Over the last year, construction companies have been hit with some devastating hurdles. In some places, the novel coronavirus pandemic halted all projects that were deemed nonessential, budgets were slashed and reallocated, and contractors faced material shortages as shipments were delayed. This has made lead and opportunity management more important than ever.
In some regards, lead and opportunity management looks the same in the construction industry as it does any other sector — it’s the process of attracting potential customers and handling them until they’re ready to make a purchase. In the world of construction, this is particularly important because the sales cycle is extremely long. Construction projects can take years to get off the ground, from bidding on contracts to obtaining the required permits, and more years to complete from the moment you first break ground.
Streamlining your company’s lead and opportunity management will help you focus on the opportunities that are most likely to become fruitful, so you can optimize your time. Here’s how your company can get started.
1. Map Your Customer Journey
In order to streamline your lead and opportunity management, you need to understand the process leads are going through, otherwise known as the customer journey. Ideally, it ends in a contract, but research has shown that only 25% of leads are ready to close the deal. The rest either drop off somewhere along the line or need time and nurturing to make their decision.
To close the deal, you have to meet them where they are — and that’s impossible to know without a map of the customer journey, but it requires some deep thought. Your map should highlight key points in the customer journey and your target customer’s persona and goals. For example, are you working with local governments or commercial real estate developers? Are you constructing highways or tearing down shopping centers? What are your customers’ pain points?
It helps to visualize your customer journey in an actual diagram that can be shared company wide. This way, you can seamlessly collaborate across teams. If you don’t know where to start, the marketing, sales, customer service and customer relationship management (CRM) software provider Hubspot has a great guide with templates.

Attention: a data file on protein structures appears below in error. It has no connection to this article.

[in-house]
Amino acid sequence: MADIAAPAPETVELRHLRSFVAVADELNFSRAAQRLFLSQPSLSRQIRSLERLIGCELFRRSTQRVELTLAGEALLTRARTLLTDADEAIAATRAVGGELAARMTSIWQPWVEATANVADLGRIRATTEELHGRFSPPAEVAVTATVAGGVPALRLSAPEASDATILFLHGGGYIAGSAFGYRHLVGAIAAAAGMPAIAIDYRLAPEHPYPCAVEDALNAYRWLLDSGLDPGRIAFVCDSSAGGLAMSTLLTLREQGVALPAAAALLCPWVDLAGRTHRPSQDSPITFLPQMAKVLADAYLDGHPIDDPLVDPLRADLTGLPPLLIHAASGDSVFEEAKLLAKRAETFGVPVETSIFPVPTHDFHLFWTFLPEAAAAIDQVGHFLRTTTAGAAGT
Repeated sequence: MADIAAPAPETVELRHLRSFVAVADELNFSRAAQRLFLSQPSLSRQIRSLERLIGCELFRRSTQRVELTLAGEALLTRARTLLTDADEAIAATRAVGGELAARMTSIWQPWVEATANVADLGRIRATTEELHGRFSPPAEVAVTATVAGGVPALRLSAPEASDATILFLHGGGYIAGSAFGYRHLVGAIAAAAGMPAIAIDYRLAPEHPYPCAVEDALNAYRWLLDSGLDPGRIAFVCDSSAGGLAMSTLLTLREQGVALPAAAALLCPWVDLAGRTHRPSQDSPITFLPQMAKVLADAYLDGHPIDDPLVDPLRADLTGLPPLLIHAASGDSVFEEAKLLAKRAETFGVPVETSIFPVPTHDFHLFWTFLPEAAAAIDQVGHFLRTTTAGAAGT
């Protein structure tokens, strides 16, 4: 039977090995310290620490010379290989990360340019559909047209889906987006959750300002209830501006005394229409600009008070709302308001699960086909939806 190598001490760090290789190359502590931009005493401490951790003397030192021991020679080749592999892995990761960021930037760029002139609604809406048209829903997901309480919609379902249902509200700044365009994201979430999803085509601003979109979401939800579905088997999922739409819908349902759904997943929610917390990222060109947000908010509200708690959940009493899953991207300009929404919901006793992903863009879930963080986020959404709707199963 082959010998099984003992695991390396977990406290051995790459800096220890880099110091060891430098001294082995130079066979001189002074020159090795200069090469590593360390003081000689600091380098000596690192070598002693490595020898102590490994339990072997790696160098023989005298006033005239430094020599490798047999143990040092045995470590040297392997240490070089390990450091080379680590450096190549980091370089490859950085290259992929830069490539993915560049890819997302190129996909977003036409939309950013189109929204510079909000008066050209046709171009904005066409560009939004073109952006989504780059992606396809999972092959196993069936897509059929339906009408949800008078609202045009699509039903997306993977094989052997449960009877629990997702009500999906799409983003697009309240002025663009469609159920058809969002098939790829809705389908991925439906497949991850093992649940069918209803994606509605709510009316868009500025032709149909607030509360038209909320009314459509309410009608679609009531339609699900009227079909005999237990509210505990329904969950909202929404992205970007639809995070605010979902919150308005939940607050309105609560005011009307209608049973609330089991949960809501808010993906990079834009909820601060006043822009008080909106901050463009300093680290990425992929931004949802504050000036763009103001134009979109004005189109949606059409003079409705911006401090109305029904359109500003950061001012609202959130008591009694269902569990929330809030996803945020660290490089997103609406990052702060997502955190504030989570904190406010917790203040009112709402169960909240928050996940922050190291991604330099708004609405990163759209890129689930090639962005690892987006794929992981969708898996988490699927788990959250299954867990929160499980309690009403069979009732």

2. Choose the Right CRM Software
The construction industry is notoriously slow to adopt new technology. A report by construction consulting company KPMG found that two-thirds of construction and engineering executives and major project owners don’t use advanced data analytics to monitor project-related estimation and performance. Most firms are waiting for their competitors to make the first move, but that’s exactly how you get left behind.
Though cost and scale are prohibitive with some construction-related technologies, CRM software is relatively easy to implement. This serves as a database for prospective customers and clients, as well as stakeholders, partners, general contractors and everyone else who’s thrown into the mix. The software will help you monitor those relationships and your project’s progress, sometimes even automating data entry, scheduling appointments and following up with contacts. Most CRMs can be accessed through a mobile app, making them a winner for people actively working on jobsites and improving collaboration across the board.
3. Track Lead-Related Activities & Analyze the Data
Though CRMs help track specific leads and projects, it’s important to track all lead-related activities. You want to know if your marketing efforts are working, so you can adjust them and not waste time where you won’t see any benefits.